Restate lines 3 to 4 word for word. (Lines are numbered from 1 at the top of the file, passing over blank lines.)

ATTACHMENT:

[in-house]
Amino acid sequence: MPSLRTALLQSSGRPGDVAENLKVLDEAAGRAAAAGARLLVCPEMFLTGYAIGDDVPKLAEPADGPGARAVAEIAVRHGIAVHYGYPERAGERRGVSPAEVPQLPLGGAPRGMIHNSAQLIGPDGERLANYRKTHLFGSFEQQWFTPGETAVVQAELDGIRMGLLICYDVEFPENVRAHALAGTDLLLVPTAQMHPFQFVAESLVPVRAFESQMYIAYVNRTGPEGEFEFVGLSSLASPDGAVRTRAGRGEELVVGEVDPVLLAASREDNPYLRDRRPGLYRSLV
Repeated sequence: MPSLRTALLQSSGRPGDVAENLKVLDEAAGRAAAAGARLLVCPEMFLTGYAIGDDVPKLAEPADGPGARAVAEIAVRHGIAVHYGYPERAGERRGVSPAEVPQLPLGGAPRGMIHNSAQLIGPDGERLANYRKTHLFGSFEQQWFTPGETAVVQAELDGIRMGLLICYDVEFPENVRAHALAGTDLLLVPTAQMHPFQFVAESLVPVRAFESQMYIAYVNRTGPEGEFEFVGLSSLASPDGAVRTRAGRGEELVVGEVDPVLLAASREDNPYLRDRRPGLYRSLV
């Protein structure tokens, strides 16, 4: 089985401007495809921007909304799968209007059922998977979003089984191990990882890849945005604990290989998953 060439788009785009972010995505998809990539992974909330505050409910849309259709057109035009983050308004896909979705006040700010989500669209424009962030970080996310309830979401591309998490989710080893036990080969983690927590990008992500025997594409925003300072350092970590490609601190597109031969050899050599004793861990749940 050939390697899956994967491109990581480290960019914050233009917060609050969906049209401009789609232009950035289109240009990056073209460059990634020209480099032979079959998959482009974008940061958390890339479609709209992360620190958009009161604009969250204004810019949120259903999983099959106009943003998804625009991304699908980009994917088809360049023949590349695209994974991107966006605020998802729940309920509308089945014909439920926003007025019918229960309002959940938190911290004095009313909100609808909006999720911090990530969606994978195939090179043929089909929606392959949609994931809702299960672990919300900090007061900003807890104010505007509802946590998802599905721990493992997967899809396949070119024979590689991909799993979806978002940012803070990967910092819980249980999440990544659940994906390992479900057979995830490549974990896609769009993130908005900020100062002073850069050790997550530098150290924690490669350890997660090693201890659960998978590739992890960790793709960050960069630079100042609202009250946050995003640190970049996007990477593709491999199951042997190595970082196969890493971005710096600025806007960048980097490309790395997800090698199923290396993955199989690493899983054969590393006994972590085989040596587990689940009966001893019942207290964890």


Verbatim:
Repeated sequence: MPSLRTALLQSSGRPGDVAENLKVLDEAAGRAAAAGARLLVCPEMFLTGYAIGDDVPKLAEPADGPGARAVAEIAVRHGIAVHYGYPERAGERRGVSPAEVPQLPLGGAPRGMIHNSAQLIGPDGERLANYRKTHLFGSFEQQWFTPGETAVVQAELDGIRMGLLICYDVEFPENVRAHALAGTDLLLVPTAQMHPFQFVAESLVPVRAFESQMYIAYVNRTGPEGEFEFVGLSSLASPDGAVRTRAGRGEELVVGEVDPVLLAASREDNPYLRDRRPGLYRSLV
């Protein structure tokens, strides 16, 4: 089985401007495809921007909304799968209007059922998977979003089984191990990882890849945005604990290989998953 060439788009785009972010995505998809990539992974909330505050409910849309259709057109035009983050308004896909979705006040700010989500669209424009962030970080996310309830979401591309998490989710080893036990080969983690927590990008992500025997594409925003300072350092970590490609601190597109031969050899050599004793861990749940 050939390697899956994967491109990581480290960019914050233009917060609050969906049209401009789609232009950035289109240009990056073209460059990634020209480099032979079959998959482009974008940061958390890339479609709209992360620190958009009161604009969250204004810019949120259903999983099959106009943003998804625009991304699908980009994917088809360049023949590349695209994974991107966006605020998802729940309920509308089945014909439920926003007025019918229960309002959940938190911290004095009313909100609808909006999720911090990530969606994978195939090179043929089909929606392959949609994931809702299960672990919300900090007061900003807890104010505007509802946590998802599905721990493992997967899809396949070119024979590689991909799993979806978002940012803070990967910092819980249980999440990544659940994906390992479900057979995830490549974990896609769009993130908005900020100062002073850069050790997550530098150290924690490669350890997660090693201890659960998978590739992890960790793709960050960069630079100042609202009250946050995003640190970049996007990477593709491999199951042997190595970082196969890493971005710096600025806007960048980097490309790395997800090698199923290396993955199989690493899983054969590393006994972590085989040596587990689940009966001893019942207290964890």